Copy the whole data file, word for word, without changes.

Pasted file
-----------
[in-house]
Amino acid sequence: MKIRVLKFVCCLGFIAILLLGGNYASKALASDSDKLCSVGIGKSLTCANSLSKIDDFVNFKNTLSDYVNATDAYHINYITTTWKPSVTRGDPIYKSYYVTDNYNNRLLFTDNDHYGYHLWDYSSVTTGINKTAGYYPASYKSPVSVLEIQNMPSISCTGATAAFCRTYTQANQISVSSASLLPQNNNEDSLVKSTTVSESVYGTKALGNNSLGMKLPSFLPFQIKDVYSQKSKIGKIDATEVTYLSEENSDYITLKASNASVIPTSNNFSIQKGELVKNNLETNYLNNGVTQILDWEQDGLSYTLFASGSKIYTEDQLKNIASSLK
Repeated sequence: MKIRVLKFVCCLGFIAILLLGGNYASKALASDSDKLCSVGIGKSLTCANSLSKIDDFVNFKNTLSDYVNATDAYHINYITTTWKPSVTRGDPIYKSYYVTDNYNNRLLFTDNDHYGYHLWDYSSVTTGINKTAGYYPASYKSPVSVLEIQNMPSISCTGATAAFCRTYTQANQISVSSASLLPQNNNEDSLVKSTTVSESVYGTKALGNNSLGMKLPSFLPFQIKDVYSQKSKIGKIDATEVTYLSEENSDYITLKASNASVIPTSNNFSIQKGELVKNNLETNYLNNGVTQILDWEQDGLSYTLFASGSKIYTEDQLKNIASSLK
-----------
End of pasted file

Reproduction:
[in-house]
Amino acid sequence: MKIRVLKFVCCLGFIAILLLGGNYASKALASDSDKLCSVGIGKSLTCANSLSKIDDFVNFKNTLSDYVNATDAYHINYITTTWKPSVTRGDPIYKSYYVTDNYNNRLLFTDNDHYGYHLWDYSSVTTGINKTAGYYPASYKSPVSVLEIQNMPSISCTGATAAFCRTYTQANQISVSSASLLPQNNNEDSLVKSTTVSESVYGTKALGNNSLGMKLPSFLPFQIKDVYSQKSKIGKIDATEVTYLSEENSDYITLKASNASVIPTSNNFSIQKGELVKNNLETNYLNNGVTQILDWEQDGLSYTLFASGSKIYTEDQLKNIASSLK
Repeated sequence: MKIRVLKFVCCLGFIAILLLGGNYASKALASDSDKLCSVGIGKSLTCANSLSKIDDFVNFKNTLSDYVNATDAYHINYITTTWKPSVTRGDPIYKSYYVTDNYNNRLLFTDNDHYGYHLWDYSSVTTGINKTAGYYPASYKSPVSVLEIQNMPSISCTGATAAFCRTYTQANQISVSSASLLPQNNNEDSLVKSTTVSESVYGTKALGNNSLGMKLPSFLPFQIKDVYSQKSKIGKIDATEVTYLSEENSDYITLKASNASVIPTSNNFSIQKGELVKNNLETNYLNNGVTQILDWEQDGLSYTLFASGSKIYTEDQLKNIASSLK